While a “technical” team made up of community members led jointly by CIFOR, DRC’s National Institute for Agronomic Study and Research (INERA) and R&SD enterprise, takes care of sourcing, preparing tree nurseries, and all the other logistical arrangements, a “mobilisation” team blends in with the community throughout the year.
This means daily discussions take place, aimed at jointly selecting the plots to be restored, understanding tenure issues (identifying customary owners, users and outsiders with land access rights), mapping and agreeing on limits to avoid conflicts, recruiting planters and other support staff with consent from families, local chiefs and authorities, and ensuring that the purpose of the activities – and both advantages and responsibilities – is clear to everyone involved.
Engagement must continue well after trees have been planted, as teams of local “fire-fighters” are created and organised to protect planted areas from bush fires — a major threat to their survival — and to ensure that light innovations such as regular clearing of fields continue over time.
One of the main short-term benefits for the local population is job creation and increased disposable income. Each season, more than 500 people are employed. Through landscape restoration, a new livelihood alternative to supplement incomes while introducing new ways to understand and work the land is plausible.
Restoration through agroforestry
Most farmland in Yangambi is degraded and harvests are low – a major burden for subsistence farmers. To address these issues, a nitrogen-fixing tree species such as Acacia auriculiformis can be integrated into agricultural rotations, together with improved varieties of seeds, supported by additional activities such as honey production or animal husbandry. For a few years — until they start reaping the benefits of trees as biomass — as they become more experienced, farmers can use a combination of options to increase their yields and profits.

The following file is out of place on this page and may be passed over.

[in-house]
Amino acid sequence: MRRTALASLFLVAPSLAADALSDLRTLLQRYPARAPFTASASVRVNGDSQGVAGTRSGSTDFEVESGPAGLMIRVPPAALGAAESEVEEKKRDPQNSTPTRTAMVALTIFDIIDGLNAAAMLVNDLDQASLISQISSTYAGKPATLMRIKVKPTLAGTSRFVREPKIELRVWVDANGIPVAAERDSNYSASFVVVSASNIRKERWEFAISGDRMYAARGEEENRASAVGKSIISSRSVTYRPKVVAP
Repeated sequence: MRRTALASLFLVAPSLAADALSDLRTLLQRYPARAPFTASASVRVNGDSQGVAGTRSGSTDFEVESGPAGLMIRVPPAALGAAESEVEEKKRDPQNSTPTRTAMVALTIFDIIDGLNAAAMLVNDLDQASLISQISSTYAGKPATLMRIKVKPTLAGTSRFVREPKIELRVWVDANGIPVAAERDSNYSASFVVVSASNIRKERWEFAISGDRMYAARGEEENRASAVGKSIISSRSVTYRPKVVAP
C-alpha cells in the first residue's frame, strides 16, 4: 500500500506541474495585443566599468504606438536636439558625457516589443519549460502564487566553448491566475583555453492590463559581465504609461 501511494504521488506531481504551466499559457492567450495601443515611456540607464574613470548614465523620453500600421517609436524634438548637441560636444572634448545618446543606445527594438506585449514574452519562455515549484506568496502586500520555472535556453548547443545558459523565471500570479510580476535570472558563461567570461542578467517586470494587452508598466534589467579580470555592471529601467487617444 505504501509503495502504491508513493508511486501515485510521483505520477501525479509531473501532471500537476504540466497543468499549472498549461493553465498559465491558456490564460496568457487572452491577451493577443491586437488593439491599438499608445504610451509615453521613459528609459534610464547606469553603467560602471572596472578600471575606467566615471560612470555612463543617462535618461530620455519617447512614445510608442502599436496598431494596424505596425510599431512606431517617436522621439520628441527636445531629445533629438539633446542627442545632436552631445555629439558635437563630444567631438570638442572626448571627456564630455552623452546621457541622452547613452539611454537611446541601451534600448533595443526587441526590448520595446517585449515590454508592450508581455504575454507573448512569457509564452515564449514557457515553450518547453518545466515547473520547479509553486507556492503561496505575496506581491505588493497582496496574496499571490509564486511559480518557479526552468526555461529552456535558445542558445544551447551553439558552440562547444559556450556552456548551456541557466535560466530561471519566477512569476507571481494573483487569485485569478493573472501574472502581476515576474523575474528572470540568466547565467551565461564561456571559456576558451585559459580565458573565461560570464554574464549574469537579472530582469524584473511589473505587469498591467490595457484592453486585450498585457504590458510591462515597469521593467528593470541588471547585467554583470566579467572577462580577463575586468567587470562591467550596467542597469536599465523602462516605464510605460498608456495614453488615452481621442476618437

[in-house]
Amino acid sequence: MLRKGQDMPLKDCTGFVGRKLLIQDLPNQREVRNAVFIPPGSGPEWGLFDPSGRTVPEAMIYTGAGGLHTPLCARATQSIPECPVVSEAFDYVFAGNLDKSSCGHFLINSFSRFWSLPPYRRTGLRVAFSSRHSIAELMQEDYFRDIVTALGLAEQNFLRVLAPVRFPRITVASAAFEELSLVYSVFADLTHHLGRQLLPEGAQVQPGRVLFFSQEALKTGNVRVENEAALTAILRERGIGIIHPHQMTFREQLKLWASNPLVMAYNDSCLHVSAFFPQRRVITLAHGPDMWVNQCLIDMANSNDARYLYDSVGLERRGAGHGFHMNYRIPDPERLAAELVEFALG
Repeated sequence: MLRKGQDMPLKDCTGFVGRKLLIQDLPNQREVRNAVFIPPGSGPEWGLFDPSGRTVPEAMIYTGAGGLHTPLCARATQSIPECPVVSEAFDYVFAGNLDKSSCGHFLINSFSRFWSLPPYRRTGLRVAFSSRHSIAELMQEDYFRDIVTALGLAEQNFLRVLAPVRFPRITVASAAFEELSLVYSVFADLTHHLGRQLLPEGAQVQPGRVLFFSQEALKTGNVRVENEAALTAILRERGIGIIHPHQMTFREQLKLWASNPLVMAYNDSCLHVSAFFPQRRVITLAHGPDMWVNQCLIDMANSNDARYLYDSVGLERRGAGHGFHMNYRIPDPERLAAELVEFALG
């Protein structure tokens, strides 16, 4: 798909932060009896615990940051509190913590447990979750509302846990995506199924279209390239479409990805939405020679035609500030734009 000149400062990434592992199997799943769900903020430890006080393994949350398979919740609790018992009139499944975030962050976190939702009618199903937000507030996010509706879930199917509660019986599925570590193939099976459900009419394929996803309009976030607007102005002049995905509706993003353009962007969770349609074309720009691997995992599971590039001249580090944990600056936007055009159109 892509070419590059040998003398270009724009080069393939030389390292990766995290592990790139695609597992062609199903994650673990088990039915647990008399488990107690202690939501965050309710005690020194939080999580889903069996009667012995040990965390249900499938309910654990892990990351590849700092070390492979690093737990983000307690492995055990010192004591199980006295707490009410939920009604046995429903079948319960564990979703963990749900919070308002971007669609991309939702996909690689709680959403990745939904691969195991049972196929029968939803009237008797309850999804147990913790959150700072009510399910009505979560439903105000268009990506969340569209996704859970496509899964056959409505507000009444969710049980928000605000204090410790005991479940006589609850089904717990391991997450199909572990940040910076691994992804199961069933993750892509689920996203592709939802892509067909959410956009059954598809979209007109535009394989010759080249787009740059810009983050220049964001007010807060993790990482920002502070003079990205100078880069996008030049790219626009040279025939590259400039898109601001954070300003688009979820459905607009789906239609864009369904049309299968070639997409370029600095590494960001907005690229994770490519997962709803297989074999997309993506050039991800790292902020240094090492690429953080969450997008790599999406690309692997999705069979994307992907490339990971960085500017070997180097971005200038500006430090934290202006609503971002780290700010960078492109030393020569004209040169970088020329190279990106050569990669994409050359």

To help build capacity, farmers have access to demonstration plots where they can observe various practices in environments similar to their own farms, learn and ask questions about the techniques that best suit their needs. Demonstration plots are run as extension services, which means that local staff can also follow farmers when they implement options in their own fields, learning and exchanging knowledge.
Ultimately, although the individual ingredients for success are generally known, any restoration recipe must be adapted for the specific landscape in question, taking people and their environment into consideration. In other words, although the principles of landscape restoration are the same, what works in Yangambi might not be the solution elsewhere.
However, it is important for scientists and extension agents to continuously learn from and adapt to this experience to further support successful forest landscape restoration in DRC and elsewhere on the African continent.
This story was published with permission from CIFOR.